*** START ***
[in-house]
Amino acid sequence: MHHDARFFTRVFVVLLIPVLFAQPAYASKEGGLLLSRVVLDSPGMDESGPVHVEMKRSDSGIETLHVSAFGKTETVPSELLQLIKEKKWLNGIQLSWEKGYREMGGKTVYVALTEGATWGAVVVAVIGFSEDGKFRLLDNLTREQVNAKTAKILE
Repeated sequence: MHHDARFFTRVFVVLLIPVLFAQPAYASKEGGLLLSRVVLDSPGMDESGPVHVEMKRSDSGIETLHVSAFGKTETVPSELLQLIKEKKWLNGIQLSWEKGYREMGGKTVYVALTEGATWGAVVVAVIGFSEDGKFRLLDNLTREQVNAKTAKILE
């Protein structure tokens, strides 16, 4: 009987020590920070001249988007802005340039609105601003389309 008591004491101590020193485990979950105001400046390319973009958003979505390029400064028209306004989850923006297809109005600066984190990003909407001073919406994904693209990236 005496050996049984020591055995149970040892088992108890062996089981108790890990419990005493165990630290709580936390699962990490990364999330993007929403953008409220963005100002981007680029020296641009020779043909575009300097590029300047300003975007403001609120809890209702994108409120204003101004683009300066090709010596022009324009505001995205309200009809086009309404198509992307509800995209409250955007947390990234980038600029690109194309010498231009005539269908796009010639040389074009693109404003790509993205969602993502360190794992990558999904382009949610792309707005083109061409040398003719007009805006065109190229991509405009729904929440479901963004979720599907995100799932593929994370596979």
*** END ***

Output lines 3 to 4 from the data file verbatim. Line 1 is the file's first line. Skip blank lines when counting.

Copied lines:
Repeated sequence: MHHDARFFTRVFVVLLIPVLFAQPAYASKEGGLLLSRVVLDSPGMDESGPVHVEMKRSDSGIETLHVSAFGKTETVPSELLQLIKEKKWLNGIQLSWEKGYREMGGKTVYVALTEGATWGAVVVAVIGFSEDGKFRLLDNLTREQVNAKTAKILE
């Protein structure tokens, strides 16, 4: 009987020590920070001249988007802005340039609105601003389309 008591004491101590020193485990979950105001400046390319973009958003979505390029400064028209306004989850923006297809109005600066984190990003909407001073919406994904693209990236 005496050996049984020591055995149970040892088992108890062996089981108790890990419990005493165990630290709580936390699962990490990364999330993007929403953008409220963005100002981007680029020296641009020779043909575009300097590029300047300003975007403001609120809890209702994108409120204003101004683009300066090709010596022009324009505001995205309200009809086009309404198509992307509800995209409250955007947390990234980038600029690109194309010498231009005539269908796009010639040389074009693109404003790509993205969602993502360190794992990558999904382009949610792309707005083109061409040398003719007009805006065109190229991509405009729904929440479901963004979720599907995100799932593929994370596979």